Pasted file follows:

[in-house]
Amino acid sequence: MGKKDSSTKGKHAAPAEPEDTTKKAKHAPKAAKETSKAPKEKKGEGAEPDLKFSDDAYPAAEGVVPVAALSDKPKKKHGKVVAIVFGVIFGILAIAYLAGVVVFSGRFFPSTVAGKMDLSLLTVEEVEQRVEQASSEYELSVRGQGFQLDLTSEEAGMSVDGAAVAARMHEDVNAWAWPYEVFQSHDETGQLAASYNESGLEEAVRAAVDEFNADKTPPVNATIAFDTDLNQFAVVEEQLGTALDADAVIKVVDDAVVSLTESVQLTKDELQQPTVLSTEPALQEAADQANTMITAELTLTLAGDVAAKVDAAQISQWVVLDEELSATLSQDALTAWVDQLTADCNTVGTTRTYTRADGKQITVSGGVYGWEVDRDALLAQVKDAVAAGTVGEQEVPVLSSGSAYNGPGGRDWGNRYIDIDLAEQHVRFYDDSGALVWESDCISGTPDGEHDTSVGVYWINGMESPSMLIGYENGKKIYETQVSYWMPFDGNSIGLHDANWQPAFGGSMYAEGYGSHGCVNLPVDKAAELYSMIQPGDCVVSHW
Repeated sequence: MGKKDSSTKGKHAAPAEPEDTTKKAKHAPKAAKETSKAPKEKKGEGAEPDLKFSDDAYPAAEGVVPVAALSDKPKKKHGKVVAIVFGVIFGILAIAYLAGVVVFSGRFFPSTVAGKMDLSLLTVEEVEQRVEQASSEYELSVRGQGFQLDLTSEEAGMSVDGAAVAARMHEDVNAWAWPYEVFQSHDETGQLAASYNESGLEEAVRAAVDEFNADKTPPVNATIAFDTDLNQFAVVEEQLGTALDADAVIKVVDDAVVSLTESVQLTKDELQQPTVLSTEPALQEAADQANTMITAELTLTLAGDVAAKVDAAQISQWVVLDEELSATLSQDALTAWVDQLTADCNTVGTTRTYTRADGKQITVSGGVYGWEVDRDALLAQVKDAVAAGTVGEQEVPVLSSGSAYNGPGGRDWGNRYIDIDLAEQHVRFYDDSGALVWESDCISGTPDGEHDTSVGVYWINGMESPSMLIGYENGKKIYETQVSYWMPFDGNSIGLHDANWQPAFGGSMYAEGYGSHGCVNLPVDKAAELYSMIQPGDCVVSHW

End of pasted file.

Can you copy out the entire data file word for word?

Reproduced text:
[in-house]
Amino acid sequence: MGKKDSSTKGKHAAPAEPEDTTKKAKHAPKAAKETSKAPKEKKGEGAEPDLKFSDDAYPAAEGVVPVAALSDKPKKKHGKVVAIVFGVIFGILAIAYLAGVVVFSGRFFPSTVAGKMDLSLLTVEEVEQRVEQASSEYELSVRGQGFQLDLTSEEAGMSVDGAAVAARMHEDVNAWAWPYEVFQSHDETGQLAASYNESGLEEAVRAAVDEFNADKTPPVNATIAFDTDLNQFAVVEEQLGTALDADAVIKVVDDAVVSLTESVQLTKDELQQPTVLSTEPALQEAADQANTMITAELTLTLAGDVAAKVDAAQISQWVVLDEELSATLSQDALTAWVDQLTADCNTVGTTRTYTRADGKQITVSGGVYGWEVDRDALLAQVKDAVAAGTVGEQEVPVLSSGSAYNGPGGRDWGNRYIDIDLAEQHVRFYDDSGALVWESDCISGTPDGEHDTSVGVYWINGMESPSMLIGYENGKKIYETQVSYWMPFDGNSIGLHDANWQPAFGGSMYAEGYGSHGCVNLPVDKAAELYSMIQPGDCVVSHW
Repeated sequence: MGKKDSSTKGKHAAPAEPEDTTKKAKHAPKAAKETSKAPKEKKGEGAEPDLKFSDDAYPAAEGVVPVAALSDKPKKKHGKVVAIVFGVIFGILAIAYLAGVVVFSGRFFPSTVAGKMDLSLLTVEEVEQRVEQASSEYELSVRGQGFQLDLTSEEAGMSVDGAAVAARMHEDVNAWAWPYEVFQSHDETGQLAASYNESGLEEAVRAAVDEFNADKTPPVNATIAFDTDLNQFAVVEEQLGTALDADAVIKVVDDAVVSLTESVQLTKDELQQPTVLSTEPALQEAADQANTMITAELTLTLAGDVAAKVDAAQISQWVVLDEELSATLSQDALTAWVDQLTADCNTVGTTRTYTRADGKQITVSGGVYGWEVDRDALLAQVKDAVAAGTVGEQEVPVLSSGSAYNGPGGRDWGNRYIDIDLAEQHVRFYDDSGALVWESDCISGTPDGEHDTSVGVYWINGMESPSMLIGYENGKKIYETQVSYWMPFDGNSIGLHDANWQPAFGGSMYAEGYGSHGCVNLPVDKAAELYSMIQPGDCVVSHW